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Architect turns littered underpass into thriving green space

 

By Molly Callahan | News@Northeastern

One of the first things you notice about the green space Dan Adams designed in the heart of the city is how peaceful it is. And solitude is hardly a given for a space situated in Boston’s Ink Block community, nestled under a web of Interstate 93 on- and off-ramps, neighboring train track junctures, and a waterway.

Adams, associate professor of architecture and interim director of Northeastern’s School of Architecture, worked with a team of Northeastern graduates already hired at his local firm, Landing Studio, to tackle a formidable challenge: turning a litter-strewn, fenced-in, abandoned plot of land underneath one of Boston’s busiest freeways into a space that people will want to use. And doing it in a way that will be beneficial to the environment around it.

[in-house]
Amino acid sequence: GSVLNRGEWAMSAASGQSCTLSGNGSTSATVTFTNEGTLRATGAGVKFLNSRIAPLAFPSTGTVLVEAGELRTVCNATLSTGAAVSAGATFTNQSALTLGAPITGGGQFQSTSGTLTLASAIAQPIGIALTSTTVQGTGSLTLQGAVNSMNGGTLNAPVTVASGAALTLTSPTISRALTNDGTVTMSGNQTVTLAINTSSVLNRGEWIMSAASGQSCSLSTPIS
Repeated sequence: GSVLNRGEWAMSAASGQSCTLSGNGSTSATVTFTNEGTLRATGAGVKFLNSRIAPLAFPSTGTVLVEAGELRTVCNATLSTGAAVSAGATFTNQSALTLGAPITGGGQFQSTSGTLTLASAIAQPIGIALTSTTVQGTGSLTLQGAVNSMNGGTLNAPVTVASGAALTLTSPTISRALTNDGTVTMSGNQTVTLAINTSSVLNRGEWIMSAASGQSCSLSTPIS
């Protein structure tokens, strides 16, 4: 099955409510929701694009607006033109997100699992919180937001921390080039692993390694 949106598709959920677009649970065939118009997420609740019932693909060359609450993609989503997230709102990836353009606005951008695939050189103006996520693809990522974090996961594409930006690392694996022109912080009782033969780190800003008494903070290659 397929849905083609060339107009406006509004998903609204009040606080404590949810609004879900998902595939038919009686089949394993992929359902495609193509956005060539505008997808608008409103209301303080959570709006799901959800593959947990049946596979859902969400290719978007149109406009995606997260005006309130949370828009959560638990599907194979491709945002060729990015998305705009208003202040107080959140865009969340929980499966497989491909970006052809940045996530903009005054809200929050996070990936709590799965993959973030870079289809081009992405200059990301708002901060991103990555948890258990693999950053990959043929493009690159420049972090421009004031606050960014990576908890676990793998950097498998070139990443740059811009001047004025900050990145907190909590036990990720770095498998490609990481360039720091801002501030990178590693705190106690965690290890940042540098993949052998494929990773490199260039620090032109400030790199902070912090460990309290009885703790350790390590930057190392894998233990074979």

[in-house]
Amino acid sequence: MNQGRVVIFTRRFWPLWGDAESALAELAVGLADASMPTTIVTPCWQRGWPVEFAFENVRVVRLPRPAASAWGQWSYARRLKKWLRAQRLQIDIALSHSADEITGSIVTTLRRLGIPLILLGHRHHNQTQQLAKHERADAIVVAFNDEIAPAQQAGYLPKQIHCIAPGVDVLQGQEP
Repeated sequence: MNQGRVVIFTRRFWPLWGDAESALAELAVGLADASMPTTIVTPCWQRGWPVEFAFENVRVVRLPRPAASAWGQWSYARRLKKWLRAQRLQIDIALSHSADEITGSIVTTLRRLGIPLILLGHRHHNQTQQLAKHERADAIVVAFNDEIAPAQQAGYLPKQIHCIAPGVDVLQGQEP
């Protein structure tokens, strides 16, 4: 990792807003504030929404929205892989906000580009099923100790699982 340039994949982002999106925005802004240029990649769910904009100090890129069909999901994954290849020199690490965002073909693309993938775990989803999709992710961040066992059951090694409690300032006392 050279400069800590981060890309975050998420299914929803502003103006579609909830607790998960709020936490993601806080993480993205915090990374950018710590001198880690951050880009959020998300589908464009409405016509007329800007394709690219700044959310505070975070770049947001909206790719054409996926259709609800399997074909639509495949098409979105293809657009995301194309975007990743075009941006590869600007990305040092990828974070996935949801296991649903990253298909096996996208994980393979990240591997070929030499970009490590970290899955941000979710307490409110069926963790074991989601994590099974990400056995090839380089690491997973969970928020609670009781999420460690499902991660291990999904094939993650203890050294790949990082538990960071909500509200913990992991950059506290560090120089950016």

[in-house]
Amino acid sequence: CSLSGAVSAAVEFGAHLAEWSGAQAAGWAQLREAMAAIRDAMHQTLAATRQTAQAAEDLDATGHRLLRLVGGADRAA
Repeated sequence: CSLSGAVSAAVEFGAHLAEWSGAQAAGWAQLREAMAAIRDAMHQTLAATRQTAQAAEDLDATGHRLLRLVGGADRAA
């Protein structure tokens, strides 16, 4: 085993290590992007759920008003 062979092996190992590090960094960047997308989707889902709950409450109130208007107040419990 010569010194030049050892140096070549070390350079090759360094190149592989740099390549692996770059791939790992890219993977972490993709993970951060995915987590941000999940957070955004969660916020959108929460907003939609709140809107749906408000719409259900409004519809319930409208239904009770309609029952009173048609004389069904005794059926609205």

The project emerged a few years ago, when the Massachusetts Department of Transportation began to build parking lots under highway overpasses as a way to utilize the space and generate some income for the state. “Then the question became, ‘But what else?’” Adams explained. So, in 2013, MassDOT contacted Landing Studio to answer that question.

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Published On: October 24, 2017 |
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